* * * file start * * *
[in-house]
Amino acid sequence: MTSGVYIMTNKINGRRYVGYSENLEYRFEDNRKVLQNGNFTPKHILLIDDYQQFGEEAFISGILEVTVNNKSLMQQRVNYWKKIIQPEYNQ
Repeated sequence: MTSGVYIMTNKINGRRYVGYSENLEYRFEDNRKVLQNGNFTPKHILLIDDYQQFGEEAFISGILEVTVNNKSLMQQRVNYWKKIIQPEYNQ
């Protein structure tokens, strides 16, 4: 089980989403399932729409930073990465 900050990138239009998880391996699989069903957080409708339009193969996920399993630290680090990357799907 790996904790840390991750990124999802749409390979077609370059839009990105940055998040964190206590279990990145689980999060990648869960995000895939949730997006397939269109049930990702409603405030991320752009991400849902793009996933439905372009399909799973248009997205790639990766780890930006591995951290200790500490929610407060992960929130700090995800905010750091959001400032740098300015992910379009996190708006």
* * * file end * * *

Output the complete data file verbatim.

[in-house]
Amino acid sequence: MTSGVYIMTNKINGRRYVGYSENLEYRFEDNRKVLQNGNFTPKHILLIDDYQQFGEEAFISGILEVTVNNKSLMQQRVNYWKKIIQPEYNQ
Repeated sequence: MTSGVYIMTNKINGRRYVGYSENLEYRFEDNRKVLQNGNFTPKHILLIDDYQQFGEEAFISGILEVTVNNKSLMQQRVNYWKKIIQPEYNQ
């Protein structure tokens, strides 16, 4: 089980989403399932729409930073990465 900050990138239009998880391996699989069903957080409708339009193969996920399993630290680090990357799907 790996904790840390991750990124999802749409390979077609370059839009990105940055998040964190206590279990990145689980999060990648869960995000895939949730997006397939269109049930990702409603405030991320752009991400849902793009996933439905372009399909799973248009997205790639990766780890930006591995951290200790500490929610407060992960929130700090995800905010750091959001400032740098300015992910379009996190708006």